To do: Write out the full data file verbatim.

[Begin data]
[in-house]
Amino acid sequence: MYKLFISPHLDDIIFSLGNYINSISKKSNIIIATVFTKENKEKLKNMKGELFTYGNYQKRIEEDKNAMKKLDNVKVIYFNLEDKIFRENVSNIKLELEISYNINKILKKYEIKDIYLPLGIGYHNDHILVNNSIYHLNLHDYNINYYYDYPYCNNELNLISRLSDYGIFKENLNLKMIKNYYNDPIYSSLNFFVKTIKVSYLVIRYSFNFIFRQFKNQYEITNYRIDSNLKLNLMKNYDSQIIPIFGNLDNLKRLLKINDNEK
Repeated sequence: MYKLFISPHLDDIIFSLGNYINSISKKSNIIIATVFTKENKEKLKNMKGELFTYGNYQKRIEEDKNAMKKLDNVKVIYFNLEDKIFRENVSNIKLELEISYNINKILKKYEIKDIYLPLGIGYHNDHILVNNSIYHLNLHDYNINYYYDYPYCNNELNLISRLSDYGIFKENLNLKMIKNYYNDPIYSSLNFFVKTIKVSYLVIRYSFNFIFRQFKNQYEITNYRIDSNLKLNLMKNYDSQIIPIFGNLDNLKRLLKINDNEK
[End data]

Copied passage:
[in-house]
Amino acid sequence: MYKLFISPHLDDIIFSLGNYINSISKKSNIIIATVFTKENKEKLKNMKGELFTYGNYQKRIEEDKNAMKKLDNVKVIYFNLEDKIFRENVSNIKLELEISYNINKILKKYEIKDIYLPLGIGYHNDHILVNNSIYHLNLHDYNINYYYDYPYCNNELNLISRLSDYGIFKENLNLKMIKNYYNDPIYSSLNFFVKTIKVSYLVIRYSFNFIFRQFKNQYEITNYRIDSNLKLNLMKNYDSQIIPIFGNLDNLKRLLKINDNEK
Repeated sequence: MYKLFISPHLDDIIFSLGNYINSISKKSNIIIATVFTKENKEKLKNMKGELFTYGNYQKRIEEDKNAMKKLDNVKVIYFNLEDKIFRENVSNIKLELEISYNINKILKKYEIKDIYLPLGIGYHNDHILVNNSIYHLNLHDYNINYYYDYPYCNNELNLISRLSDYGIFKENLNLKMIKNYYNDPIYSSLNFFVKTIKVSYLVIRYSFNFIFRQFKNQYEITNYRIDSNLKLNLMKNYDSQIIPIFGNLDNLKRLLKINDNEK